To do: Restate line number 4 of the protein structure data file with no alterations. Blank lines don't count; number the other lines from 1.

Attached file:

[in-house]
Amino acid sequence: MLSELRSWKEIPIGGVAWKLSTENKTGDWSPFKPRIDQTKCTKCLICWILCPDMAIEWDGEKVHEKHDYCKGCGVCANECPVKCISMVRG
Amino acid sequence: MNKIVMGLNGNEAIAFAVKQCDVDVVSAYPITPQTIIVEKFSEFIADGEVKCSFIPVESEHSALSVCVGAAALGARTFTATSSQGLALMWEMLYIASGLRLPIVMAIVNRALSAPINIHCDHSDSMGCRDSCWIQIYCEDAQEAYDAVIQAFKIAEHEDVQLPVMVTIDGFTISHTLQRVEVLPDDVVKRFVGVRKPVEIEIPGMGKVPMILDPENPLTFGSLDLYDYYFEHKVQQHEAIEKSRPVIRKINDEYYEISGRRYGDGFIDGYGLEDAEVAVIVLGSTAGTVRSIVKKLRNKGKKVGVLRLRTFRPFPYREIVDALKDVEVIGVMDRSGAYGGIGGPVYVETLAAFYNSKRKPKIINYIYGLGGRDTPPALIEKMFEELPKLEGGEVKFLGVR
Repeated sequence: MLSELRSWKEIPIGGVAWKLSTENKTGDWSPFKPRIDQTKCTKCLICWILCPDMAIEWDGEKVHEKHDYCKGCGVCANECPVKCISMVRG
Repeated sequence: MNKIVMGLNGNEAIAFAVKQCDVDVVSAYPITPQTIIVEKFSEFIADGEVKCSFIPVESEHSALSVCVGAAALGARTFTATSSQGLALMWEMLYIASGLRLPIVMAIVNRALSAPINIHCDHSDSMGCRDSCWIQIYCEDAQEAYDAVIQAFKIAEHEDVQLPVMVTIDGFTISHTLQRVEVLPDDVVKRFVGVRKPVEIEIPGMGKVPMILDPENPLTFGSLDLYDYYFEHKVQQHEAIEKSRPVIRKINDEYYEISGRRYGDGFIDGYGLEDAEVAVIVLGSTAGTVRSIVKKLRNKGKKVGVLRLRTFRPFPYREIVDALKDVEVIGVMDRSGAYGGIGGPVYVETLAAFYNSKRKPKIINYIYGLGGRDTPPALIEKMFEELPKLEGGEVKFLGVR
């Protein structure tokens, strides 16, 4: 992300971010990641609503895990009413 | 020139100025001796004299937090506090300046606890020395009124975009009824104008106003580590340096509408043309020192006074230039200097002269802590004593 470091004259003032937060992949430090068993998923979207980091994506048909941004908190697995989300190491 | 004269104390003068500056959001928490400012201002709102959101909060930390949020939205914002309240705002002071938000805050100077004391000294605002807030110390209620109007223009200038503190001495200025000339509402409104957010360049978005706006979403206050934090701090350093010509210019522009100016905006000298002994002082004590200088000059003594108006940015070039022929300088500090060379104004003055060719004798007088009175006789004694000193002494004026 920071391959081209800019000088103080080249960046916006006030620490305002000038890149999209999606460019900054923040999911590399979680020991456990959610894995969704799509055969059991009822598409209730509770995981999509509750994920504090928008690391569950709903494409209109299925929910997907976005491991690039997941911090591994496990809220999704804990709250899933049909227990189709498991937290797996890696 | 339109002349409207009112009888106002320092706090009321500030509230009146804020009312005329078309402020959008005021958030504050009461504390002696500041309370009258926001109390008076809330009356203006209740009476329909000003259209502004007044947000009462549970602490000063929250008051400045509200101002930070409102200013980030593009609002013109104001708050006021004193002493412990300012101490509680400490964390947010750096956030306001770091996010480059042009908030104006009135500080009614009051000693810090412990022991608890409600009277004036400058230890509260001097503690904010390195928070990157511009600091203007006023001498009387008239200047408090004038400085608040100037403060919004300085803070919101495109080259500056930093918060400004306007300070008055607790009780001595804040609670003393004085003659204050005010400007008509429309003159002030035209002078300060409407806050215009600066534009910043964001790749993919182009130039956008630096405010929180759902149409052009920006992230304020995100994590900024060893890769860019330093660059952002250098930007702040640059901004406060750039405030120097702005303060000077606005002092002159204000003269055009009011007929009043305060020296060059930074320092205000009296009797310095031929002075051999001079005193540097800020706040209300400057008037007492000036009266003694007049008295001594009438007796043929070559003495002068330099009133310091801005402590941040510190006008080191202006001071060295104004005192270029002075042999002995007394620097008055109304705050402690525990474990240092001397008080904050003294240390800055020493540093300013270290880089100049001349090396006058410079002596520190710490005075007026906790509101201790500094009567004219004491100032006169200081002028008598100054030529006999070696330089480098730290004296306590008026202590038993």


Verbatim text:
Repeated sequence: MLSELRSWKEIPIGGVAWKLSTENKTGDWSPFKPRIDQTKCTKCLICWILCPDMAIEWDGEKVHEKHDYCKGCGVCANECPVKCISMVRG